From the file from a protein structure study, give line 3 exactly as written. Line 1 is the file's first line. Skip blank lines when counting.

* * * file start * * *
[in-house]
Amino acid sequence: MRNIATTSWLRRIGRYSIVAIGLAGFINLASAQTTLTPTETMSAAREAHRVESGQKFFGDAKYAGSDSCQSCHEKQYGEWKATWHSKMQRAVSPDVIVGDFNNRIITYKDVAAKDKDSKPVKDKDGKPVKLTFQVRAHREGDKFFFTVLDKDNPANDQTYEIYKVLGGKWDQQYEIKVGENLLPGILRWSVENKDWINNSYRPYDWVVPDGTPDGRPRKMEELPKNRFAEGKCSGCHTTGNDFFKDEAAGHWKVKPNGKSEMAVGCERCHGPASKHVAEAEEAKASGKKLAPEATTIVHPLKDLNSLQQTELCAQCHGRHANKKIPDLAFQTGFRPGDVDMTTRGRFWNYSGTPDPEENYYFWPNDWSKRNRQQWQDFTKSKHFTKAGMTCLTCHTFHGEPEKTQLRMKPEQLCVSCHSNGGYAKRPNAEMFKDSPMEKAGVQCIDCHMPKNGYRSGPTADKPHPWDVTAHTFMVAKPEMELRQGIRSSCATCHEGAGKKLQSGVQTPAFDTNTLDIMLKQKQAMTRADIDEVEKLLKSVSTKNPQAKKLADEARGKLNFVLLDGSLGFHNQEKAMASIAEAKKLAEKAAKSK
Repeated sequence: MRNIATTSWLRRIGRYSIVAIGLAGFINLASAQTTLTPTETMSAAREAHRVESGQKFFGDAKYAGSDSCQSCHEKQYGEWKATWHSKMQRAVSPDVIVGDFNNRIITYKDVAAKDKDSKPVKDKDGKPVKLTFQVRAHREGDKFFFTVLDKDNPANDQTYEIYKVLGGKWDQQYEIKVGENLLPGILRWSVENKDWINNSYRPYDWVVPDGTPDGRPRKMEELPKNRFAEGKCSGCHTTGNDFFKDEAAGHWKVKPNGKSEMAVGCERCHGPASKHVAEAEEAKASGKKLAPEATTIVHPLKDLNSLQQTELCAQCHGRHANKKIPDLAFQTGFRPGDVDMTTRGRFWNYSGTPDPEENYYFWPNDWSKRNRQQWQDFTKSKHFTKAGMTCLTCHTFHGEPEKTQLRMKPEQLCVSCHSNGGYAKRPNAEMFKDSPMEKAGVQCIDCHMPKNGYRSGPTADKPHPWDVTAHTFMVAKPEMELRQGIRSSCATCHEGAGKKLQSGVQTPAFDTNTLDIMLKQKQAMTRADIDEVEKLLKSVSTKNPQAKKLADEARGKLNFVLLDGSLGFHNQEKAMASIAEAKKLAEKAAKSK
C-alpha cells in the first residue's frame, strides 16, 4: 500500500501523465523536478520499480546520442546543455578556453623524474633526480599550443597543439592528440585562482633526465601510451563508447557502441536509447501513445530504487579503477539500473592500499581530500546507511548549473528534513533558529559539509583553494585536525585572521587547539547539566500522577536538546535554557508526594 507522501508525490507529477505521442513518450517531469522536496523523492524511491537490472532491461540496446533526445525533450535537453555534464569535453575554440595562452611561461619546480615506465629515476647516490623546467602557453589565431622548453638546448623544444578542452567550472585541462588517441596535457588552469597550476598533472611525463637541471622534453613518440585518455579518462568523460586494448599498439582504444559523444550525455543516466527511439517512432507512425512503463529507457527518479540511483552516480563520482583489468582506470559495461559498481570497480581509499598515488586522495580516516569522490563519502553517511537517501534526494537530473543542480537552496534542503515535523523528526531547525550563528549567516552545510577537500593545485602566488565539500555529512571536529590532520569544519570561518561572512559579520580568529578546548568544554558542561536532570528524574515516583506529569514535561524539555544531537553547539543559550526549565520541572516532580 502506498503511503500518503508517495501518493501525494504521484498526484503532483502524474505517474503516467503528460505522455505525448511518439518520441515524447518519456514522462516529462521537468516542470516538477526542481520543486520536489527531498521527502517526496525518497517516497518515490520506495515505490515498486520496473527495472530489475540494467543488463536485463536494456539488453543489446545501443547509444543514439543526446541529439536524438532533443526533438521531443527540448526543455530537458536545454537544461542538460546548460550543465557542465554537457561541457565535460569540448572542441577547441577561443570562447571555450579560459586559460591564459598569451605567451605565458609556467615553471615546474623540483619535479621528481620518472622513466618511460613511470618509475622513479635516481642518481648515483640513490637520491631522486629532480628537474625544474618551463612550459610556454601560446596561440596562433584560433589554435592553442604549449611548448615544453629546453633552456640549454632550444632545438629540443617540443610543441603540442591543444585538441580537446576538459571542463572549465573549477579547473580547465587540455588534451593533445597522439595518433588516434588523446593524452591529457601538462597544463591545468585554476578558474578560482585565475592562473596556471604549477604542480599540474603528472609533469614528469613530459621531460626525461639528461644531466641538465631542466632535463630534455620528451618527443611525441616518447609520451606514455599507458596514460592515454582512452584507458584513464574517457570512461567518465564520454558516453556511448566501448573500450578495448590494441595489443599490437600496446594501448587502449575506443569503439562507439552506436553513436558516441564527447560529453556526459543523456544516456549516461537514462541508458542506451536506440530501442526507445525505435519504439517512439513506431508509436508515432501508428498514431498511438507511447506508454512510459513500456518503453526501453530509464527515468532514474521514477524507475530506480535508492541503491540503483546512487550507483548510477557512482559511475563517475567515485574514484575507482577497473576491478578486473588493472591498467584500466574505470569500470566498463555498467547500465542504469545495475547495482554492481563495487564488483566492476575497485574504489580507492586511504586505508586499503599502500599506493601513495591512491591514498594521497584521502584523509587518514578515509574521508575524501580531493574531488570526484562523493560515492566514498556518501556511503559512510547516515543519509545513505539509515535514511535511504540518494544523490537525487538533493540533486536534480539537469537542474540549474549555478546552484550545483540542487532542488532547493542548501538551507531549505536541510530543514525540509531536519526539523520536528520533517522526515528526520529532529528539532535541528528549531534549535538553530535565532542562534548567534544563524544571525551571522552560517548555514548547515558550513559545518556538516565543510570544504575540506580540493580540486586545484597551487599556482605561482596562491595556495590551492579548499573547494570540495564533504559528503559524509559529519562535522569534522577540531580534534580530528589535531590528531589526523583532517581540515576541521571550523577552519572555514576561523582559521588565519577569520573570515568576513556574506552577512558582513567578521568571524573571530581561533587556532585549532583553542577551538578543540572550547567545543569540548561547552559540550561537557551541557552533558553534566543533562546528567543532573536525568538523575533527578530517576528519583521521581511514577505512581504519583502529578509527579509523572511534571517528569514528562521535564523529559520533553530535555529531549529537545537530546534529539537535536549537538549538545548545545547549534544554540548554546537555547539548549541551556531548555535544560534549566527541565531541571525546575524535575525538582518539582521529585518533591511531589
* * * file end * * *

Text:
Repeated sequence: MRNIATTSWLRRIGRYSIVAIGLAGFINLASAQTTLTPTETMSAAREAHRVESGQKFFGDAKYAGSDSCQSCHEKQYGEWKATWHSKMQRAVSPDVIVGDFNNRIITYKDVAAKDKDSKPVKDKDGKPVKLTFQVRAHREGDKFFFTVLDKDNPANDQTYEIYKVLGGKWDQQYEIKVGENLLPGILRWSVENKDWINNSYRPYDWVVPDGTPDGRPRKMEELPKNRFAEGKCSGCHTTGNDFFKDEAAGHWKVKPNGKSEMAVGCERCHGPASKHVAEAEEAKASGKKLAPEATTIVHPLKDLNSLQQTELCAQCHGRHANKKIPDLAFQTGFRPGDVDMTTRGRFWNYSGTPDPEENYYFWPNDWSKRNRQQWQDFTKSKHFTKAGMTCLTCHTFHGEPEKTQLRMKPEQLCVSCHSNGGYAKRPNAEMFKDSPMEKAGVQCIDCHMPKNGYRSGPTADKPHPWDVTAHTFMVAKPEMELRQGIRSSCATCHEGAGKKLQSGVQTPAFDTNTLDIMLKQKQAMTRADIDEVEKLLKSVSTKNPQAKKLADEARGKLNFVLLDGSLGFHNQEKAMASIAEAKKLAEKAAKSK